3. David

    My sympathies, and empathizing with your frustration, though I would quibble re the shame aspect: if someone apologizes and appears to mean it rather than a mere perfunctory statement (unlike in the example you gave, where it was clearly not a real apology), I don’t think I’d consider saying sorry to be a mark of shame (especially since sometimes I’m the one apologizing). If anything it shows character to recognize an apology is owed and to give one.

    Re the inconvenience and self-importance aspect, I’m reminded of one more senior lawyer who I accompanied to a scheduled meeting at another lawyer’s office, only to be told that lawyer was on a call and he’d have to wait an unspecified amount of time; after a few minutes he told the assistant that if the lawyer was too busy to meet when he’d come over at his request he was leaving and wasn’t going to have his client paying for unnecessary waiting time (she was taken aback but interrupted the lawyer who ended his call in favor of the meeting because the meeting was genuinely much more important and urgent). Hopefully a one-sentence example albeit a lengthy one doesn’t run afoul of the posting principles – if it does, I will apologize…

    1. SHG Post author

      Not sure why you offer sympathies for my “frustration.” I neither seek nor want them. Nor am I sure why you see the perfunctory sorry as relating to shame. Maybe I was very unclear. This isn’t about my feelz.

      As for the sorry, it doesn’t really matter that the apology is sincere, but that we’ve achieved this mindset where an apology is the functional equivalent of actually doing something.

      Oh, yeah, I forgot to sew up his heart before closing his chest and he died. I’m really sorry about that.

      No, this is not good enough. No, an apology isn’t a substitute for, you know, killing someone. No, you can’t shrug off successfully performing a hard task because a sincere apology afterward is good enough to cover.

      1. David

        You wrote “It appears that the message that there’s no shame in offering an apology has gotten across. ” I thought you meant that it is shameful to offer an apology, which makes no sense to me (or perhaps you meant it is shameful to be in a position in which one needs to apologize, which makes more sense).

        I understand that you object to the mindset in which an apology is the functional equivalent of doing something, hence my reference to a sincere apology, which to me connotes the intention to remedy the wrong (insofar as may be possible) and to make a genuine effort not to repeat the wrong. Someone who makes such a genuine apology I don’t think could have the mindset you describe as being objectionable, because they recognize a mere apology is not the equivalent of actually doing something (or not doing the wrong thing again).

        I also don’t understand why you’re bringing up the example of killing someone when your post was about a far less serious matter, but it’s entertaining and it’s your blog…

        1. SHG Post author

          Either I’m becoming insufferably unclear or you’ve managed to misapprehend every thing I’ve written. I’ll give it one more try. Historically, people refused to apologize when they screwed up because it was a sign of shame to admit that one screwed up. It’s good that people have gotten beyond that, and admit mistakes rather than be defensive and deny they did wrong.

          Whether an apology is sincere or not, it’s now morphing into a generic alternative to doing something they know they should do because it’s become so easy and acceptable to apologize instead. It may connote an intention to remedy the problem to you, but I think otherwise. That’s my point. You can see things differently, though I don’t agree, which is why my point went elsewhere.

          And the analogy using death is a rhetorical device using hyperbole to make a point. It’s not “bringing up killing someone,” but a common rhetorical device with which most readers are familiar.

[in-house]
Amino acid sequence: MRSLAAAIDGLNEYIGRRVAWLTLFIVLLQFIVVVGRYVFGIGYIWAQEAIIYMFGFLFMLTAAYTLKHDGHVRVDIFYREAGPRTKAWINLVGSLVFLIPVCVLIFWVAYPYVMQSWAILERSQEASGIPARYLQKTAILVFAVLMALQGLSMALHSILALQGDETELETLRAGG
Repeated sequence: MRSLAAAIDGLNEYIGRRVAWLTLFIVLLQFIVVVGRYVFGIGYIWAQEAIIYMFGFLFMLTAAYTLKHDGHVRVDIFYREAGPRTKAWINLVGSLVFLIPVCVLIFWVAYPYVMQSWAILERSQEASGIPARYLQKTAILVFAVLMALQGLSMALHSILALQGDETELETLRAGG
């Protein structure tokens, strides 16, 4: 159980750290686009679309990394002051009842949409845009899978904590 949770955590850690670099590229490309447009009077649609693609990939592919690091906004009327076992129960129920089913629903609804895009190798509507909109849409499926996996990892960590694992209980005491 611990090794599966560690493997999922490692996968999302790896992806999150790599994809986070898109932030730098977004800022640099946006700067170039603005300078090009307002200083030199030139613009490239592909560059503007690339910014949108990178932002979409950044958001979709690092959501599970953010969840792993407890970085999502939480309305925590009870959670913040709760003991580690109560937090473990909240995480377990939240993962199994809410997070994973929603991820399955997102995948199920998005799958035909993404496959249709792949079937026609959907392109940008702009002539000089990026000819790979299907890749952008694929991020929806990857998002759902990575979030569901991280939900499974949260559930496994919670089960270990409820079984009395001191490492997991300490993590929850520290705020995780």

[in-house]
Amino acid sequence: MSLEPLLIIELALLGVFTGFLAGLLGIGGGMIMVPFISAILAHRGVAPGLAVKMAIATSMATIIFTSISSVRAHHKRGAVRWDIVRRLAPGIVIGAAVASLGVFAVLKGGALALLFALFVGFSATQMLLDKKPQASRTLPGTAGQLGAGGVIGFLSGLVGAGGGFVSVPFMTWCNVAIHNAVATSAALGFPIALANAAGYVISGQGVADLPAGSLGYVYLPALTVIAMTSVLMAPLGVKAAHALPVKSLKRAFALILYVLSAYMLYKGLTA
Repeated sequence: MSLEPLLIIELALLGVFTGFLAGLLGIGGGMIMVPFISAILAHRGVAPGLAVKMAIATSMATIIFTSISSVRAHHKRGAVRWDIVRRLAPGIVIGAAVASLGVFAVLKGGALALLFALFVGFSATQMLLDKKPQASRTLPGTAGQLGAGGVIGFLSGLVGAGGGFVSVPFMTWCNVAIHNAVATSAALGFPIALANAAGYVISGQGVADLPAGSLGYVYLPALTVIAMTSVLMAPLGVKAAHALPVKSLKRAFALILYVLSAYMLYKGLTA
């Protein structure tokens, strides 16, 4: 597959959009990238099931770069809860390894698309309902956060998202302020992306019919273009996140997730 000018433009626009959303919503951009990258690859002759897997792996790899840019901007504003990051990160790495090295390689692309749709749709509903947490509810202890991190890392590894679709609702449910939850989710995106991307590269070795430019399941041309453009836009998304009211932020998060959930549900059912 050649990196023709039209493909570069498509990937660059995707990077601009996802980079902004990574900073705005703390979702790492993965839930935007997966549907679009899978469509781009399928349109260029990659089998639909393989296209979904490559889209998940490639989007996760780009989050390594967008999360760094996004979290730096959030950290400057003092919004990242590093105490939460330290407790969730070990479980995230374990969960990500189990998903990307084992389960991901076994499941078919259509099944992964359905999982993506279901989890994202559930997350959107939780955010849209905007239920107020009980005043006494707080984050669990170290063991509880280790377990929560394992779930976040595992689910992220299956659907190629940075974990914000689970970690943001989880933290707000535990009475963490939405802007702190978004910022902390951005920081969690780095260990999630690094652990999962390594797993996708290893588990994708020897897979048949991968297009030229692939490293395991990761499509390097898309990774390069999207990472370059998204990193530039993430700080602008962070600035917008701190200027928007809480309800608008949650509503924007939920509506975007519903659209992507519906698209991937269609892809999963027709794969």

1. David

            I understand your shame point now, I think you misunderstood me (e.g. that the hyperbole didn’t help support your point and my classifying insincere apologies as not being actual apologies) , but you don’t need to understand me, so I’ll drop it.

  4. Taco

    “I’ve scheduled this meeting so we can decide on a date and time for me to email you requesting an immediate phone call.”
    I thought normal people use a phone when they need to talk not write an email.

  5. Reed Hollander

    Doing legal work well often (but not always) requires significant concentration. When someone interrupts your work with a demand for immediate attention, there’s a break in that concentration and an unwillingness to re-engage the brain for that heavy level of thought until the risk of near-term interruption goes away. I hate sitting by waiting on someone when I have a brief or other thought-intensive project sitting interrupted, the streams and rivulets of thought flowing away in my brain as I wait on someone else’s pleasure.

    Some people genuinely fail to understand (or simply don’t care) how disruptive to legal practice an interruption like this can be, so when it’s pleaded as an urgent favor and left hanging, the annoyance factor increases exponentially. It’s fundamentally different than a “hey, can we talk at Xpm today?” that I can add to my calendar and immediately forget until that time.

  6. Ted Kelly

    I enjoy reading your posts very much, and though I’m a relative newcomer to your site, it’s the only one that I read daily. Your posts make me think about issues I’ve given little thought to, and make me better understand the ones I do think about (even though the takeaway from many of your posts is that most issues are more complex than we’d like to think). But it’s posts like this that I appreciate the most. I know that I’ve been careless with other people’s time. And I have had my time wasted by others, frequently, lately. As I’ve quietly grumbled to myself about how to deal with these time wasters I’ve recalled many instances where I’ve wasted other people’s valuable time, with much regret. Enough so to make me wince. Whether it be by not being on time or simply being unprepared to receive their assistance when they’re there to give it. Lately It’s as if some of that is being paid back to me by others. With this time wasting being on my mind, today’s post was timely. It’s given me some ideas on how to deal with people who waste my time. It’s also a firm reminder to be mindful of other people’s time.
    Also, the post was quite amusing.
    Thanks for that.

    1. SHG Post author

      The best compliment I get is that I made someone think. It’s more important than convincing anyone of anything. At least whatever their ultimate opinion may be, it comes from having thought about the issue.